The Confederate Congress, being New South, had no stomach for anything of the sort. Instead, it laid a set of rules of engagement on the forces it sent to Florida that made them first impotent, then laughingstocks, and finally targets. All crew-served weapons were forbidden, and individual weapons could be used only to return fire, not initiate it. Fleeing felons could not be shot. “De facto local authorities” were to be respected and negotiated with, not rounded up and hanged – and the Army had to negotiate in Spanish if the locals demanded it. Habeas corpus remained in force. Black and Hispanic ombudsmen were to accompany the troops to investigate any charges of “racism” or “insensitivity,” with Confederate soldiers subject to courts-martial on either charge.
It was the same old cultural Marxist crap as used to flow out of Washington, for the simple reason that the same people were sitting in Richmond who had sat in Washington. Just as when the Soviet Union fell apart in the 1990s, the nomenklatura simply transferred its allegiance to the new system, kept the same jobs, and got richer.
By the Fall of 2032, the Confederate forces sent into south Florida had been pushed into enclaves by the effects of their own rules of engagement. As in intervention missions by the old U.S. Army, “force protection” had become the top-priority mission. A military that is most concerned with protecting itself can’t do anything else, so the local tribes and gangs became bolder than ever .
Ominously, blacks and Hispanics began concluding local nonaggression pacts so they could cooperate in raiding into white areas up north. On October 2, a column of over three hundred vehicles and almost 5000 gang-bangers hit Tallahassee, sacked the city for three days and made it back to Dade with a train of loot that stretched for seven miles along the highway. The Confederate Army threw up a roadblock, but the raiders, wise to their enemy’s weaknesses, literally pushed their way through it without firing a shot. Not having been fired upon, the Southern soldiers couldn’t use their weapons.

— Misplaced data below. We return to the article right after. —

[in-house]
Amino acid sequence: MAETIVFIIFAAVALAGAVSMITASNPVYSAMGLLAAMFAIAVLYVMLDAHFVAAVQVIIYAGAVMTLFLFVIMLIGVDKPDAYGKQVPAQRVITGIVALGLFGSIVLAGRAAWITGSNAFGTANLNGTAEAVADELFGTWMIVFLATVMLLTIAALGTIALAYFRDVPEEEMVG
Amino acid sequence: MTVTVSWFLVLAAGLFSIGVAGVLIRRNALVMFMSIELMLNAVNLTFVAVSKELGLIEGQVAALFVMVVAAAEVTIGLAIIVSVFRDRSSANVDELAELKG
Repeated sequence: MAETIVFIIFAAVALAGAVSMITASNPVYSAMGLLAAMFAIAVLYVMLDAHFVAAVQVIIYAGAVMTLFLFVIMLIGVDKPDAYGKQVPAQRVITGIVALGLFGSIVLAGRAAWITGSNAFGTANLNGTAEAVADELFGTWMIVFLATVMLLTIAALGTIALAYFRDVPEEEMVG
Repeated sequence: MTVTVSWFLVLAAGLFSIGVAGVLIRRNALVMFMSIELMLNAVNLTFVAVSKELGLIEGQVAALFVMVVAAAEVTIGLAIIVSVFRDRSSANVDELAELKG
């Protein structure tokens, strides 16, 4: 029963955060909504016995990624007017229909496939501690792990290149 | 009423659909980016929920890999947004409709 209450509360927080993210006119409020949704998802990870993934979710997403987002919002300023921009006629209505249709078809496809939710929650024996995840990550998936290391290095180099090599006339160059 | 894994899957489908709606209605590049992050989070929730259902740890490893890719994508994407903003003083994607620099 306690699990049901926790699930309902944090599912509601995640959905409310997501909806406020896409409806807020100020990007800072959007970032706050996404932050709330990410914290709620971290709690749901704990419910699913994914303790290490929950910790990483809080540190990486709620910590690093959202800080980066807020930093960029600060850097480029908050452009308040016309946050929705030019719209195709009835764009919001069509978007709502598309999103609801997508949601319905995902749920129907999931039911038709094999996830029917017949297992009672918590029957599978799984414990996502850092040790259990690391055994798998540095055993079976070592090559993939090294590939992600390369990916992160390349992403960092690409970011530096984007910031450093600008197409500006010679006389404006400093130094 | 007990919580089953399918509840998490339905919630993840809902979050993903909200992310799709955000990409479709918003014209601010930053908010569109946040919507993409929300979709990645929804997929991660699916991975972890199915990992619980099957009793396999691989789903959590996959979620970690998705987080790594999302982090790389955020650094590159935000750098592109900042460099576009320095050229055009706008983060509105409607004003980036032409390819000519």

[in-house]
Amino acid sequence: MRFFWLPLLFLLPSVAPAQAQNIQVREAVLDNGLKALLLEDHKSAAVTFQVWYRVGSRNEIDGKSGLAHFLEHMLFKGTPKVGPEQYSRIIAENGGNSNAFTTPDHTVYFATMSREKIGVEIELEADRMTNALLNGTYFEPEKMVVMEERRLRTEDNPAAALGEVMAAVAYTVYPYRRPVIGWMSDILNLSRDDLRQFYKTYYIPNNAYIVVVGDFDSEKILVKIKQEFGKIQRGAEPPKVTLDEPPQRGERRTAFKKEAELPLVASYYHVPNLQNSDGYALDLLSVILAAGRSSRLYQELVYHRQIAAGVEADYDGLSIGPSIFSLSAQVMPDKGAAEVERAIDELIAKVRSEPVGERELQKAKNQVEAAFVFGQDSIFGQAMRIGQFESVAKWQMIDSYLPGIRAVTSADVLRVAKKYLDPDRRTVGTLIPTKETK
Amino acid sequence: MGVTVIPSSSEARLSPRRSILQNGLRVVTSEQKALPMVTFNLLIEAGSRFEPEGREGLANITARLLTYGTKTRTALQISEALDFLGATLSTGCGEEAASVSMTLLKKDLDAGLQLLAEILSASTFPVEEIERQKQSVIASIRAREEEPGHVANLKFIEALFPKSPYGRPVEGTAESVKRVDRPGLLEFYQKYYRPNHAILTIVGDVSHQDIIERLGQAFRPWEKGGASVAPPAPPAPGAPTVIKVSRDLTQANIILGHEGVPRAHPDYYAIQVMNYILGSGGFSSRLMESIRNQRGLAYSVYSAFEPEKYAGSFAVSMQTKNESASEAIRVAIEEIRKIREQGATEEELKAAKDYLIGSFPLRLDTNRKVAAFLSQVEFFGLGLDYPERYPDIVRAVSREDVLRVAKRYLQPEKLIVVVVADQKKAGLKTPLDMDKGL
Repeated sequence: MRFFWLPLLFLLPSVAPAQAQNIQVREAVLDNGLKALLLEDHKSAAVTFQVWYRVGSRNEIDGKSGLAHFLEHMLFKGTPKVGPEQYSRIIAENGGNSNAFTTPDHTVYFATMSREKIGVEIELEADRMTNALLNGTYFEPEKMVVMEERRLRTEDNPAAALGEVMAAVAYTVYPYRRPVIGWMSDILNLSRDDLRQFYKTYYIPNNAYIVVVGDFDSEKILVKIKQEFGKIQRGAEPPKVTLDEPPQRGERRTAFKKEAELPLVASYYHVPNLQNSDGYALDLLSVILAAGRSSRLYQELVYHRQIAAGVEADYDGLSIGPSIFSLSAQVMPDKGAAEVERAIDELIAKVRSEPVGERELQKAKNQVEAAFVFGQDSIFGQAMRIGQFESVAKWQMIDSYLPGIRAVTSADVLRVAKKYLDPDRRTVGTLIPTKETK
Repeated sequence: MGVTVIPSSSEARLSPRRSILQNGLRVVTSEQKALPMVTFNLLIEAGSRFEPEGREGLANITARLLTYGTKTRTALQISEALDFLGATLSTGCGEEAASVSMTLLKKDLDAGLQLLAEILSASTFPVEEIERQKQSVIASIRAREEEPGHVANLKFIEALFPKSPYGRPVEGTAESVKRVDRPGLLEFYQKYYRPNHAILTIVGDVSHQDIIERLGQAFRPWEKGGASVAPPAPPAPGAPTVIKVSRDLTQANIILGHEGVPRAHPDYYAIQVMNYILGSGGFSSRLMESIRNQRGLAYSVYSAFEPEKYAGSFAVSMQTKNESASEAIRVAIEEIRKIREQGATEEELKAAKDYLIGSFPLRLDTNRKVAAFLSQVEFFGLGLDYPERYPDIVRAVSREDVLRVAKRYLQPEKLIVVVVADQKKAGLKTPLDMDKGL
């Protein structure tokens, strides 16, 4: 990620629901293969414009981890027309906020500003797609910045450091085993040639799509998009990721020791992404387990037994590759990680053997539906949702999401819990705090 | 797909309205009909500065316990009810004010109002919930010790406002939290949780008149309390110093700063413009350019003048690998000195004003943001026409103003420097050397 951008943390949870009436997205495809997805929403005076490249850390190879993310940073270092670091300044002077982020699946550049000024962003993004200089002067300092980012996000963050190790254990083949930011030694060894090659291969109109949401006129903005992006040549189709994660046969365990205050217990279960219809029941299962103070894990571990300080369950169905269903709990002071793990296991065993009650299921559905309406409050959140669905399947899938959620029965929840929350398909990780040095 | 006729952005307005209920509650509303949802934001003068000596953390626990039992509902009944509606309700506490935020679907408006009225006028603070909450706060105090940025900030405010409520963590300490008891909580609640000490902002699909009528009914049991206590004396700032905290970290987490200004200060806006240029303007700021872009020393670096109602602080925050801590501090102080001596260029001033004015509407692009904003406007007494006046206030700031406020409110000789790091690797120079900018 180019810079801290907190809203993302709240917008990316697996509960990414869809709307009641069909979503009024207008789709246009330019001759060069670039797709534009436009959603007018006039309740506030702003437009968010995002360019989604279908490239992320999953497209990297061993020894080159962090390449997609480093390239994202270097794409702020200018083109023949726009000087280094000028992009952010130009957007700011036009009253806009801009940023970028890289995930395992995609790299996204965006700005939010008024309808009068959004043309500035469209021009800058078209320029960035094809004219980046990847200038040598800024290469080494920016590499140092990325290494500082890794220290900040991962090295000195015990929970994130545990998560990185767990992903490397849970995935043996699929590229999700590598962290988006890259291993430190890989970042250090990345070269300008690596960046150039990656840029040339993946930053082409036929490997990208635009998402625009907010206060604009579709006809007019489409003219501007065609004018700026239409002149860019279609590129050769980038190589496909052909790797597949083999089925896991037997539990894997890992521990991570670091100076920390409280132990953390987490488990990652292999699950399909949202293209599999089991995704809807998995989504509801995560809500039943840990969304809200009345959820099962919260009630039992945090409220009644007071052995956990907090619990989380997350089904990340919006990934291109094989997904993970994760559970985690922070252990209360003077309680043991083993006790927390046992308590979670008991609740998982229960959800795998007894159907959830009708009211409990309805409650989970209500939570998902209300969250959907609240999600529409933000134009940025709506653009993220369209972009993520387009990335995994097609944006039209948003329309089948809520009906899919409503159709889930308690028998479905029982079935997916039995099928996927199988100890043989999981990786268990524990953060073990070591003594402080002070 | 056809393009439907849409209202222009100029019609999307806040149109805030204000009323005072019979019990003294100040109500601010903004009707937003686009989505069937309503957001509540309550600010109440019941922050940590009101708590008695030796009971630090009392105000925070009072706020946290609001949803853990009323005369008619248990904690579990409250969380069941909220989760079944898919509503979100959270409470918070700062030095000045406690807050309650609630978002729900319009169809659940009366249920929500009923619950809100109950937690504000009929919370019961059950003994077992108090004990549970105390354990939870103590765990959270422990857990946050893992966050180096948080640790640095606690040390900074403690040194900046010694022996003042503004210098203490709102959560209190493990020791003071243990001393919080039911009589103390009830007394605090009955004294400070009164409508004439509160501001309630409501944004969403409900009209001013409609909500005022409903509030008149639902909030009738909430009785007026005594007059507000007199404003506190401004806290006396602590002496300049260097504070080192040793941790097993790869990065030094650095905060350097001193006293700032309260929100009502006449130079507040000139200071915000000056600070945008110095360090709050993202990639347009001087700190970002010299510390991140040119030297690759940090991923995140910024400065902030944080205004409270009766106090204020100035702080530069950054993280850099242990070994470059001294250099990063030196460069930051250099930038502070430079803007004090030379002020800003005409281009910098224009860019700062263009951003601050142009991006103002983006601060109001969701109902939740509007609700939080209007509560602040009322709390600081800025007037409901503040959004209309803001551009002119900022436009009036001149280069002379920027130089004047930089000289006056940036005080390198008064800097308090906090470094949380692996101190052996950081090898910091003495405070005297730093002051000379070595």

This pathetic display of impotence on the part of an army with a noble fighting heritage enraged the Old South. Rallies, marches, and torchlight parades were held in protest in all the Southern states, with hundreds of thousands of people turning out. When one came right down Monument Avenue in Richmond, old President Yancey joined it himself, telling the crowd he was “disheartened and dismayed by the disgrace to our ancestors and our flag.” In response, the Confederate Congress removed itself to Atlanta, where it passed a joint resolution “reaffirming the South’s commitment to a diverse, tolerant, and multi-cultural future.”
New Orleans had long been a strange Southern amalgam. Physically, it was one of the finest cities of the Old South, not just in its unique French Quarter, but also in the old Anglo section along St. Charles Avenue, the site of America’s most beautiful homes and quaintest streetcar line.
Its population was another matter. Run since the 1970s by the usual corrupt and inept black city government, the city had long been a hell-hole of violent crime and sexual perversion. The scenes in the French Quarter on a Friday or Saturday night would have given pause to a citizen of Sodom. A walking tour of the Garden District was dangerous even in daylight.